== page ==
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P210E Throttle/Pedal Pos Sensor C/F Voltage Correlation

OBD-II Trouble Code Technical Description

Article by
Don Bowman
ASE Certified Automotive Tech

Throttle/Pedal Pos Sensor/Switch C / F Voltage Correlation

What does that mean?

This diagnostic trouble code (DTC) is a generic powertrain code. It is considered generic because it applies to all makes and models of vehicles (1996-newer), although specific repair steps may be slightly different depending on the model.

The automotive trouble code P210E throttle/pedal position sensor/switch C/F voltage correlation refers to a problem related to the throttle's ability to open and close properly.

In the 1990's automotive manufacturers began industry-wide installation of "Drive by wire" throttle control technology. It's mission is to afford greater control over the emissions, fuel economy, traction and stability control, cruise control and transmission responses.

Prior to this, the vehicle's throttle was controlled by a simple cable with a direct connection between the gas pedal and the throttle. A throttle position sensor (TPS) is situated opposite the throttle linkage connection on the throttle plate. The TPS converts throttle movement and position to a voltage signal and sends it to the engine management computer, which uses the varying voltage signal to form engine management strategy.

The new "electronic throttle control" technology consists of a accelerator pedal position sensor, an electronically controlled throttle body complete with an internal motor, two embedded throttle position sensors for correlation factors and the engine management computer.

Although the code has the same frame of reference, it is worded slightly different on some brands, such as "Throttle position sensor circuit range/performance" on an Infiniti or "Electronic throttle control system malfunction power management" on a Hyundai.

When you depress the accelerator pedal you are pushing down on a sensor indicating the desired amount of throttle opening which is sent to the engine management computer. In response the computer sends a voltage to the electric motor to open the throttle plate. Two throttle position sensors imbedded in the throttle body convert the amount of throttle opening to a voltage signal to the computer.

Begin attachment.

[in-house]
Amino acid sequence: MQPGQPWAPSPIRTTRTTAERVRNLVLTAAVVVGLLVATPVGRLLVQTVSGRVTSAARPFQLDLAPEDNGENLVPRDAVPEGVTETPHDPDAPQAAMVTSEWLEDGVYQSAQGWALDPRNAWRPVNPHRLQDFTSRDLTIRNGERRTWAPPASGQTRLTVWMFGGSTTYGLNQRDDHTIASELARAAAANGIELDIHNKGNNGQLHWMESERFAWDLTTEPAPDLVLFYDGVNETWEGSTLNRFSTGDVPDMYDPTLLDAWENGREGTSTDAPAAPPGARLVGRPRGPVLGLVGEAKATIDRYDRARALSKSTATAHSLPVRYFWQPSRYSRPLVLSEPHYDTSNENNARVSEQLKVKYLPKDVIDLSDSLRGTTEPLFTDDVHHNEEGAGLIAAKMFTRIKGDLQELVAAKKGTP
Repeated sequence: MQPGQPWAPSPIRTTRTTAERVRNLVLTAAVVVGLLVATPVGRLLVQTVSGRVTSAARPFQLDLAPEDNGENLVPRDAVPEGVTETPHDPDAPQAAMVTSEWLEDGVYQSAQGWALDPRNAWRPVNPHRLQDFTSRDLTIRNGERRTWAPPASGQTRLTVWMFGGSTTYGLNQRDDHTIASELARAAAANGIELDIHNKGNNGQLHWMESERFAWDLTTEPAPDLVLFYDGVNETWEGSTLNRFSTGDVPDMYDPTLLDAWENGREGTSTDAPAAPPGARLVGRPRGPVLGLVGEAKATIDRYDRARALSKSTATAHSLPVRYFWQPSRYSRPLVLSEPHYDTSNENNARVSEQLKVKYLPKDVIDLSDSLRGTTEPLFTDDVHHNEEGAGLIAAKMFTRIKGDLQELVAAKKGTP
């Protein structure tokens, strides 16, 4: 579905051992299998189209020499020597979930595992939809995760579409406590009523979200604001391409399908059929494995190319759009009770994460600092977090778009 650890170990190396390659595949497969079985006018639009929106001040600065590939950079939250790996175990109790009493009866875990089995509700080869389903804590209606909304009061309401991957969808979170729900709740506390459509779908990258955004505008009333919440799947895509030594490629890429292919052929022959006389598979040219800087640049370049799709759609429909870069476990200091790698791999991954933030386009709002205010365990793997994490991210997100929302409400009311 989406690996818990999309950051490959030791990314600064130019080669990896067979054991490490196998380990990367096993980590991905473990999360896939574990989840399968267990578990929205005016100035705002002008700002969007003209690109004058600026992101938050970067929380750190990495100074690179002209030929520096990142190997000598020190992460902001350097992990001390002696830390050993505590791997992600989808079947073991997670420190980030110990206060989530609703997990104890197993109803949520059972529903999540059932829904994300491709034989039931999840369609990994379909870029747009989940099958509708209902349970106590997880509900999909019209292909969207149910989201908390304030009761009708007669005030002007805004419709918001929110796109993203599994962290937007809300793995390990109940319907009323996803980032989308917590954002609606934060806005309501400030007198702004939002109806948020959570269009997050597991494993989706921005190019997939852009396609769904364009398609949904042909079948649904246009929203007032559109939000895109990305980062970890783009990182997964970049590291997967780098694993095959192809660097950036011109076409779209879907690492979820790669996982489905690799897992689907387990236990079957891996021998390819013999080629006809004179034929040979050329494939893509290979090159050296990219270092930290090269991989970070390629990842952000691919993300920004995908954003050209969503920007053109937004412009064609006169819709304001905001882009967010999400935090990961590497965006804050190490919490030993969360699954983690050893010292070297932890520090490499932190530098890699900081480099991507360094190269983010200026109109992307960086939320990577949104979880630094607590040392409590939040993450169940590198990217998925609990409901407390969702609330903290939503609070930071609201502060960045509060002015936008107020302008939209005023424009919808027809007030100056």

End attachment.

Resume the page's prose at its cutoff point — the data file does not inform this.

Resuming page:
Photo of a throttle body, throttle body position (TPS) sensor is the black part to the lower right:
throttle body tps sensor

The computer monitors the correlation of both voltages. When both voltages agree, the system is functioning properly. When they deviate for two seconds, the code P210E is set indicating a malfunction somewhere in the system. Additional trouble codes may accompany this code which further identify the problem. The bottom line is, it can be a dangerous situation when control over the throttle is lost.

Here is a photo of an accelerator pedal complete with attached sensor & wiring:

accelerator pedal with sensor and wiring
Photo used with permission by Panoha (Own work) [GFDL, CC-BY-SA-3.0 or FAL], via Wikimedia Commons

NOTE: This P210E DTC is basically the same as P2135, P2136, P2137, P2138, P2139, and P2140, diagnostic steps will be the same for all codes.


Symptoms of a P210E code can range from stalling when you come to a stop, total lack of power, no acceleration, sudden loss of power at cruise speeds or stuck throttle at current rpm. Additionally, the check engine light will illuminate and the code will be set.

Potential Causes of P210E DTC

Diagnostic / Repair Steps

A few points about the electronically controlled throttle. This system is incredibly sensitive and vulnerable to damage, more than any other system. Handle it and its components with extreme care. One drop or rough handling and it's history.

Apart from the accelerator pedal sensor, the remainder of the components are in the throttle body. On inspection, you will notice a flat plastic cover on the top of the throttle body. This houses the gears to actuate the throttle plate. The motor has a small metal gear protruding up through the housing under the cover. It drives a large "plastic" gear attached to the throttle plate.

The pin that centers and supports the gear fits into the throttle body housing and the top pin fits into the "thin" plastic cover. If the cover is distorted in any way, the gear will be compromised requiring total replacement of the throttle body.

Other throttle related DTCs: P0068, P0120, P0121, P0122, P0123, P0124, P0510, & others.

Related P210E DTC Discussions

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